MARTIN O'Neill remains convinced that Ireland can yet make it to the Euro 2016 in France despite two more dropped points at the Aviva against Scotland.
"First things first, I think we have to look at September for a start. We have to win those games, we have to win in Gibraltar and we have to come back here a few days later and win against Georgia," he said.
"If we could win those games, we take some confidence going into Germany and Germany here, if we can get a similar type of atmosphere as we did here today and for a good stretch of the Poland game, then who knows."
Asked whether he thought that Ireland fans were losing belief in his team, O'Neill was happy to place his trust in the hope that fate will throw him a bone.
"I think that people who have watched football before, particularly qualifying groups, know that some things can change around. Scotland still have to play Poland and Germany and we are two points behind them."
O'Neill wants more from his players in the way of creativity in a bid to generate more goals which do not appear to be available from Ireland's front-runners.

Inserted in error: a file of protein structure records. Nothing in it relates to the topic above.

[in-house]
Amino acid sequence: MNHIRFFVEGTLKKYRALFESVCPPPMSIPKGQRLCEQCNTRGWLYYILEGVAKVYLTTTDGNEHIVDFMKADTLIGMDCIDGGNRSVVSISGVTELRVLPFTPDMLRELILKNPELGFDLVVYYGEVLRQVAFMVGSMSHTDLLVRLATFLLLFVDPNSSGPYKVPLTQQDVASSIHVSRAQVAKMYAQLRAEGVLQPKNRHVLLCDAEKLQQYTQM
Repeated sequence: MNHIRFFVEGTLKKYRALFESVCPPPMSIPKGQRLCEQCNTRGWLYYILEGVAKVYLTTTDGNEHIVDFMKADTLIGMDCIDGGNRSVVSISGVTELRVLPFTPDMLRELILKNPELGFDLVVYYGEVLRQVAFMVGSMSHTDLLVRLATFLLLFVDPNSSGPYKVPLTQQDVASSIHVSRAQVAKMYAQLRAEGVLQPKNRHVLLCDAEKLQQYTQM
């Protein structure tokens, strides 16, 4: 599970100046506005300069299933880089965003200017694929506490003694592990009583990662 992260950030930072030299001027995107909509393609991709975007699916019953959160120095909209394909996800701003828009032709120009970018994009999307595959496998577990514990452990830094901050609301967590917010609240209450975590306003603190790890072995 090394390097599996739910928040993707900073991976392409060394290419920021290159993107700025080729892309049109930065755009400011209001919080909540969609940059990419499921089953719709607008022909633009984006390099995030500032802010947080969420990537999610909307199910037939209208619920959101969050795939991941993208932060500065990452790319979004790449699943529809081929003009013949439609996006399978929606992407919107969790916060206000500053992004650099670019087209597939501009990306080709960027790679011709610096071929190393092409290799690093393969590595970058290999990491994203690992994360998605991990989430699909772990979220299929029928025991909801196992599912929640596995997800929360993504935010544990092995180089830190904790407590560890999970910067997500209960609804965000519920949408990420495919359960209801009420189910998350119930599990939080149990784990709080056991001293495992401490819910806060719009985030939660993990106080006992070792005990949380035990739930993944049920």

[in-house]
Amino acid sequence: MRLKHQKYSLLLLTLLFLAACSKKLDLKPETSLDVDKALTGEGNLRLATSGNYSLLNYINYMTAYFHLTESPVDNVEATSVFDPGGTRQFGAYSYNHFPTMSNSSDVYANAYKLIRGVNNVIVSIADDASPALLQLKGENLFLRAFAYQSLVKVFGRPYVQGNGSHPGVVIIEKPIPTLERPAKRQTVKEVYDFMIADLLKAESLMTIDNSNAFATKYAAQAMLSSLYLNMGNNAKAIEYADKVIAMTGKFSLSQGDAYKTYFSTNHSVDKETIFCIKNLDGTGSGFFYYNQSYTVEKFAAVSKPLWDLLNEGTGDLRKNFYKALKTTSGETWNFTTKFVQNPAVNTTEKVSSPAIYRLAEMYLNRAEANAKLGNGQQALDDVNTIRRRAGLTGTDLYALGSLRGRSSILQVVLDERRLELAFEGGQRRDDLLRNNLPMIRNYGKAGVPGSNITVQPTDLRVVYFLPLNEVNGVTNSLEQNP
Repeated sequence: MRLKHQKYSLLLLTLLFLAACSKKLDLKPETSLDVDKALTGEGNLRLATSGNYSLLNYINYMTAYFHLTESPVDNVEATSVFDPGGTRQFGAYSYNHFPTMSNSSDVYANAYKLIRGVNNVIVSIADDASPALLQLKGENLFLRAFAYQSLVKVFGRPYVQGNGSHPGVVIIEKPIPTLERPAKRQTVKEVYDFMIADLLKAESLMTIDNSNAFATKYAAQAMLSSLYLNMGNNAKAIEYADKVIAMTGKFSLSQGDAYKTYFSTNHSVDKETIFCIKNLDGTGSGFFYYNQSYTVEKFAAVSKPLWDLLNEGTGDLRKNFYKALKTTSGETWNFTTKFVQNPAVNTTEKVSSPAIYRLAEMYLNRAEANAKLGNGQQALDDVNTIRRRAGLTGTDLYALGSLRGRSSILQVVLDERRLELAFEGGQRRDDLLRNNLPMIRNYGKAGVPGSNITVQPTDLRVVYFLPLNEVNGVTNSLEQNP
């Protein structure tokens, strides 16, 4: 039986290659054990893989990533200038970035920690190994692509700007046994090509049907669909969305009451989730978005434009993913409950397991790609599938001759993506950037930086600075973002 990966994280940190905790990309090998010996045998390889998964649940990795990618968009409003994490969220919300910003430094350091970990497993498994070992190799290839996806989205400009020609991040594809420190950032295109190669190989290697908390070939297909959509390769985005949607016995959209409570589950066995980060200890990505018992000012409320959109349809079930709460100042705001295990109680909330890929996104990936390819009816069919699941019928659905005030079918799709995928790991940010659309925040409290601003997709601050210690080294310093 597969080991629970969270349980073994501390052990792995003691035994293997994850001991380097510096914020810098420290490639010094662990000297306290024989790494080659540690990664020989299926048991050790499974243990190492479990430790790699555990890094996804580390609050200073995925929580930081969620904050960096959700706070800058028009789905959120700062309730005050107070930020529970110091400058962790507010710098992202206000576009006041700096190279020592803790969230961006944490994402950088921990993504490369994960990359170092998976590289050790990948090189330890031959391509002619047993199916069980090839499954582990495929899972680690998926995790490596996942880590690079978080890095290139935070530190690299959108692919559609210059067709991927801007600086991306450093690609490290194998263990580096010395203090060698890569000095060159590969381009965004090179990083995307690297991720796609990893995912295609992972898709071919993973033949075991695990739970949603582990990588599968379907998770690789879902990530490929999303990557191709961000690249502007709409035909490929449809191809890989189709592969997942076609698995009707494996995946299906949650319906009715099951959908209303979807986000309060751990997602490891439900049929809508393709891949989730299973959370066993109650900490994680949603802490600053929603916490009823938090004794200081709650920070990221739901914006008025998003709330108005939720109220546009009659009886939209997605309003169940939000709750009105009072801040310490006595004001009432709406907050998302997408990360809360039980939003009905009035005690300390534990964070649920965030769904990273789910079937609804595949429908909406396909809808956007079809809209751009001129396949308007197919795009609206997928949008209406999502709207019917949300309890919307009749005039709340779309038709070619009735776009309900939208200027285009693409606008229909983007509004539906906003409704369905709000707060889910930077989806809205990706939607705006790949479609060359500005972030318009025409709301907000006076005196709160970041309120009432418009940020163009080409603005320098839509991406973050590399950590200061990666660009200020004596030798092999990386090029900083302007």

"We have to try and become more creative. We have to have midfield players trying to get goals. This is it. Players have played a lot of international matches and we don't score a lot of goals. We don't score them.
"It's unfortunately there in black and white but we have to try and try and try to improve our chance ratio and not just have a final 15 minute burst where you put absolutely everything in the area."
"You have to try and be more creative. I thought in periods when we had possession we did fine. We kept it, it opened up and I thought that Scotland were on the back foot for probably all of the first half."
"But what a lift they got just after half-time when they've scored a goal that they haven't really worked for and of course that knocks you, particularly with the pressure on you to win," said O'Neill (above).
"I know I keep saying this to you, but we were totally dominant in the first half of the game. I might not use the word totally, but we were certainly well in control of the match and Scotland didn't cause us any problems whatsoever.
"But our set-pieces, if we have not got phenomenal creativity in the side then we have to utilise every aspect of the game in an attempt to get something out of it."
While Robbie Brady's set-piece delivery was a highlight of the game, Séamus Coleman's crossing attempts were awful, continuing a run of poor international performances.
"Séamus, a few times, got into some really great positions and you would have expected better and he'd have expected better from himself," said the Ireland boss.
"But overall he's still a class player and if we could get that delivery in, then we give ourselves a better chance."